Next thing you’ll know is that Sarah Palin really didn’t say “I can see Russia from my house”.

              What.. she really didn’t? Oooops.

              Oh well.

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              • Harrison Mooney
                January 25, 2012

                Hey Kim, feel free to disagree. Hope it doesn’t make you hate the site and I should establish this is just me talking. I wouldn’t dare speak for Daniel on this issue, but I think he leans a little further right.

                As for me, don’t think this is a half-baked observation. I’ve seen a lot of this up close and I definitely think a large part of the momentum is driven by people who have a problem with a black president. I’m just going off the rhetoric, what I’ve read, what I’ve seen growing up in a very pro-Republican, Fox News-y household, and what I’ve observed during the televised rallies. The argument has always struck me as a cover for poor sportsmanship after a lost election.

                And I don’t think having black individuals in the fold necessarily means the tea party rhetoric doesn’t have some alarming racial undertones. Lots of black slave owners back in the day. Money (and the desire to keep it if you have it) tends to trump race.

                That said, like most political movements, I’m sure there are some genuine truths to be found and I definitely don’t think everyone involved in the movement is a racist or is racially motivated. I’m sure there are some very intelligent people involved.

                But I don’t agree with it and it makes me uncomfortable, both as someone who leans left of center and as a person of colour. Here’s an article by Mark Reynolds, who is awesome, that says a lot of this more articulately.

                Anyway. Cheers.

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              • obituary mambo
                January 26, 2012

                They may use coded language “We have to get OUR America back,” but the rhetoric is most definitely there. The sheer disdain they feel for the man — not his policies — is evident in their repeated (and false) claims that he is Muslim who has no right to govern a country in which he was legally elected to do so.

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              • Qris Johnson
                January 27, 2012

                Oh, look, I’m about to get political. Sorry, Harrison…

                Kim, it would be easier to say things like that, if the Tea Party movement weren’t so… ridiculous, for lack of a better word.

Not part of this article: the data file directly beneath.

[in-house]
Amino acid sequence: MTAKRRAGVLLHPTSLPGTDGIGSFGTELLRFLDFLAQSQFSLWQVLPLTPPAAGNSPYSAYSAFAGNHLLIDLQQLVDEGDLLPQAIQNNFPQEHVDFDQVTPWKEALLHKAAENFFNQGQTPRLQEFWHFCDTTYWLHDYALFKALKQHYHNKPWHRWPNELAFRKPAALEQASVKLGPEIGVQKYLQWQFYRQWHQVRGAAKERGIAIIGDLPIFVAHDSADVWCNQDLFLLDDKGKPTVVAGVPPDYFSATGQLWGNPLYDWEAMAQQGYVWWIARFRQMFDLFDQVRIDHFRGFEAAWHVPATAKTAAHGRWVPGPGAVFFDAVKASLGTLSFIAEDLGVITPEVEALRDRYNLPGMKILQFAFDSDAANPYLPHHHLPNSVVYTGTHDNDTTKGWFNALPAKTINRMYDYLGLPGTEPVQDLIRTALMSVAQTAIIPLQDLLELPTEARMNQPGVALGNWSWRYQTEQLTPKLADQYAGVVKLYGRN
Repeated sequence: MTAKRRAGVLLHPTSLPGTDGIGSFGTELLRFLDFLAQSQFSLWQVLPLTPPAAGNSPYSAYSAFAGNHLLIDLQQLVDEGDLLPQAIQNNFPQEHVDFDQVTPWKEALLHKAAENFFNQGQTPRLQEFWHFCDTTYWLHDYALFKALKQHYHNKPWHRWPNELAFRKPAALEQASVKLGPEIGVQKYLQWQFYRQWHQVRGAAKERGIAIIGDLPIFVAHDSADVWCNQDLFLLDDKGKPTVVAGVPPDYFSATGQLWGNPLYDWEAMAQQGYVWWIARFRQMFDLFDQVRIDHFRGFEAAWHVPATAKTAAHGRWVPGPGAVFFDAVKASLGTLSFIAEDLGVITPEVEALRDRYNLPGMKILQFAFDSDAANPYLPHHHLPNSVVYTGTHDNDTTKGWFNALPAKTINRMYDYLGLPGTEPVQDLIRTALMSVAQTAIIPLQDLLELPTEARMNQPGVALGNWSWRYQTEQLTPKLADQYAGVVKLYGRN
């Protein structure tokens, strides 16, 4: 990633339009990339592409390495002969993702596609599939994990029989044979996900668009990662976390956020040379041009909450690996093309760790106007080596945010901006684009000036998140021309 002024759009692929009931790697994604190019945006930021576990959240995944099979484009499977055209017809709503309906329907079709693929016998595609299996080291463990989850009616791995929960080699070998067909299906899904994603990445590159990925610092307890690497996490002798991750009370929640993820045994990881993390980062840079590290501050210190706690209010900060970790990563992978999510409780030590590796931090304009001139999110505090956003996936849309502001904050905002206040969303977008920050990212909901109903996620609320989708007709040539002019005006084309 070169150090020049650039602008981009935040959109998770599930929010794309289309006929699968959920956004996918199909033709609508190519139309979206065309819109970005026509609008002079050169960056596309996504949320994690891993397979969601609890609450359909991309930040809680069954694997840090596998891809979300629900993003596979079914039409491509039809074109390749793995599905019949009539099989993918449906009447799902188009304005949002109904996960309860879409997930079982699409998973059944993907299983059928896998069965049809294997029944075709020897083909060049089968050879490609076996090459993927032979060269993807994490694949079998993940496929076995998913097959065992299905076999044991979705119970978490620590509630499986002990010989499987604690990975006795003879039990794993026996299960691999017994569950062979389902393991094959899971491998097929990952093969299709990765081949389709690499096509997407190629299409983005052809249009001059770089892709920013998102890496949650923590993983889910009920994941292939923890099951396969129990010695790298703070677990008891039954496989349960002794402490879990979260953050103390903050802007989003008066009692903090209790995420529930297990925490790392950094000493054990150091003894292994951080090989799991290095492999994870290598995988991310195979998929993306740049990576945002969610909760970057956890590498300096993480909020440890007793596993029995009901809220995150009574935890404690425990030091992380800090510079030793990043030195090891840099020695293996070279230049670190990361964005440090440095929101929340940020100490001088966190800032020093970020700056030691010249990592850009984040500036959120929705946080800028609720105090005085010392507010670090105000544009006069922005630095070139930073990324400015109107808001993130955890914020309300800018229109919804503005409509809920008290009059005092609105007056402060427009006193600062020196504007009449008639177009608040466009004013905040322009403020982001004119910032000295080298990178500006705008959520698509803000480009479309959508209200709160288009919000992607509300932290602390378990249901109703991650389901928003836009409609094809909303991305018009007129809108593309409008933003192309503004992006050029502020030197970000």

Politics is something I take very seriously and I don’t believe usually in taking a derisive and glib position with regards to another’s politics, but the Tea Party makes no sense whatsoever.

                These are people who watched George Bush forge energy policy with heads of multi-billion dollar energy corporations behind closed doors, and then claim executive privilege in a completely unprecedented way. They said nothing.

                These people watched Bush bring in the Patriot Act, the single greatest attack on American civil liberties in our life time, possibly the greatest affront in history to the fundamental rights that had been paid for in American blood. They said nothing.

                These people heard news of the NSA illegally wiretapping its own citizens, and they said nothing.

                They watched as the government began locking up its own people, giving them no right to trial or attorney, not even bothering to charge them of a crime. They said nothing.

                They heard the United States government was employing tortures both cruel and unusual, with Attorney General Alberto Gonzalez saying torture was okay, and they said nothing.

                They watched as an active CIA operative was deliberately outed because her husband dared question the government. They said nothing.

                They watched as their right to protest at a political rally was effectively taken away in favor of designated “free speech zones” for dissenters, away from the public eye. They said nothing.

                These people watched as the Bush administration showed no interest in obeying the Presidential oath to uphold the Constitution, slashing civil liberties, trampling free speech and bullying the free press (First Amendment), committing illegal and unreasonable searches and seizures (Fourth Amendment), detaining suspects indefinitely without charging them or allowing them counsel (Fifth and Sixth Amendments), torturing detainees in cruel and unusual ways (Sixth Amendment), and completely gutting what was left of the right to privacy (Third, Fourth and Ninth Amendments).

                But now that the new President has the temerity to try to give the nation health care, NOW the government has gone too far? NOW is when it’s gone against what the Founding Fathers intended? NOW is when they feel the Constitution is in jeopardy?

                No. No, a movement that is silent for eight years during the Bush administration, that finds no offense, but is actively vitriolic mere months into an Obama administration for such Constitutional slights as universal health care, can only be ridiculed.

                The Tea Party has nothing to do with the Constitution. It has nothing to do with the Founding Fathers. Anyone who claims otherwise is either unscrupulous enough to blatantly lie, or just isn’t smart enough to understand even the most basic of the concepts they claim to champion. Your pick which one they should be.

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              • obituary mambo
                January 27, 2012

                Qris, you’re my new hero! Seriously awesome post. ^__^

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      • Dave
        January 25, 2012

        I am aware of that, yes.

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    • tom selleck's moustache